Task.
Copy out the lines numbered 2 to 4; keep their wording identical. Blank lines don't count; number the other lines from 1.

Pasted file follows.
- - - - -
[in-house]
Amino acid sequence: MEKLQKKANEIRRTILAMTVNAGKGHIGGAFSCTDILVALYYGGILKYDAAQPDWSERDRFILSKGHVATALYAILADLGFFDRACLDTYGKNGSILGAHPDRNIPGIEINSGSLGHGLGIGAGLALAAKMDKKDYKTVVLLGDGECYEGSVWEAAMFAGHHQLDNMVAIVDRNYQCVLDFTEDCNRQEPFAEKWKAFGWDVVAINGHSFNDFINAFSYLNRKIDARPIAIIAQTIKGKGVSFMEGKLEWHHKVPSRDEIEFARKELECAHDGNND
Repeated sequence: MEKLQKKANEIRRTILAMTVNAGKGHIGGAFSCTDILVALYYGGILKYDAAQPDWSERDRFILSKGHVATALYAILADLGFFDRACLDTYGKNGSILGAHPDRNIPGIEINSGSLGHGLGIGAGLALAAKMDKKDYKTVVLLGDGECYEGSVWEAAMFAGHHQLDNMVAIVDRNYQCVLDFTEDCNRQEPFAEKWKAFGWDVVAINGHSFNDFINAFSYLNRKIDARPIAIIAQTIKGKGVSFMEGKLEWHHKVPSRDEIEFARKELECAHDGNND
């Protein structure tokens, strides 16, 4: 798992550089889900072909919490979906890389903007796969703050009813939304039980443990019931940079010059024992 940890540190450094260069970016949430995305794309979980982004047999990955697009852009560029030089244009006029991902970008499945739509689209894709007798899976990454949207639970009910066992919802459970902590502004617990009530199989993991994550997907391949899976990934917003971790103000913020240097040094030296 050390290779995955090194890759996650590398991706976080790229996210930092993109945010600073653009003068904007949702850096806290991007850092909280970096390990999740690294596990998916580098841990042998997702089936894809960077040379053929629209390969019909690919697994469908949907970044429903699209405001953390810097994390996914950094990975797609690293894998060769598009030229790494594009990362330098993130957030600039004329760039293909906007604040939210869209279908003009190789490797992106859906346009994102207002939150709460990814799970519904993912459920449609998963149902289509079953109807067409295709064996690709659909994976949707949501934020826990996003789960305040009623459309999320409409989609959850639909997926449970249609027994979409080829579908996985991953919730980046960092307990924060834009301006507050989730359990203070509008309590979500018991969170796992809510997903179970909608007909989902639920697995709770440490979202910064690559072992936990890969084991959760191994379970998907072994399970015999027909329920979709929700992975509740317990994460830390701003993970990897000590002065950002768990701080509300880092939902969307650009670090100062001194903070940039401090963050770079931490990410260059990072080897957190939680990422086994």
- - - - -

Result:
Amino acid sequence: MEKLQKKANEIRRTILAMTVNAGKGHIGGAFSCTDILVALYYGGILKYDAAQPDWSERDRFILSKGHVATALYAILADLGFFDRACLDTYGKNGSILGAHPDRNIPGIEINSGSLGHGLGIGAGLALAAKMDKKDYKTVVLLGDGECYEGSVWEAAMFAGHHQLDNMVAIVDRNYQCVLDFTEDCNRQEPFAEKWKAFGWDVVAINGHSFNDFINAFSYLNRKIDARPIAIIAQTIKGKGVSFMEGKLEWHHKVPSRDEIEFARKELECAHDGNND
Repeated sequence: MEKLQKKANEIRRTILAMTVNAGKGHIGGAFSCTDILVALYYGGILKYDAAQPDWSERDRFILSKGHVATALYAILADLGFFDRACLDTYGKNGSILGAHPDRNIPGIEINSGSLGHGLGIGAGLALAAKMDKKDYKTVVLLGDGECYEGSVWEAAMFAGHHQLDNMVAIVDRNYQCVLDFTEDCNRQEPFAEKWKAFGWDVVAINGHSFNDFINAFSYLNRKIDARPIAIIAQTIKGKGVSFMEGKLEWHHKVPSRDEIEFARKELECAHDGNND
């Protein structure tokens, strides 16, 4: 798992550089889900072909919490979906890389903007796969703050009813939304039980443990019931940079010059024992 940890540190450094260069970016949430995305794309979980982004047999990955697009852009560029030089244009006029991902970008499945739509689209894709007798899976990454949207639970009910066992919802459970902590502004617990009530199989993991994550997907391949899976990934917003971790103000913020240097040094030296 050390290779995955090194890759996650590398991706976080790229996210930092993109945010600073653009003068904007949702850096806290991007850092909280970096390990999740690294596990998916580098841990042998997702089936894809960077040379053929629209390969019909690919697994469908949907970044429903699209405001953390810097994390996914950094990975797609690293894998060769598009030229790494594009990362330098993130957030600039004329760039293909906007604040939210869209279908003009190789490797992106859906346009994102207002939150709460990814799970519904993912459920449609998963149902289509079953109807067409295709064996690709659909994976949707949501934020826990996003789960305040009623459309999320409409989609959850639909997926449970249609027994979409080829579908996985991953919730980046960092307990924060834009301006507050989730359990203070509008309590979500018991969170796992809510997903179970909608007909989902639920697995709770440490979202910064690559072992936990890969084991959760191994379970998907072994399970015999027909329920979709929700992975509740317990994460830390701003993970990897000590002065950002768990701080509300880092939902969307650009670090100062001194903070940039401090963050770079931490990410260059990072080897957190939680990422086994």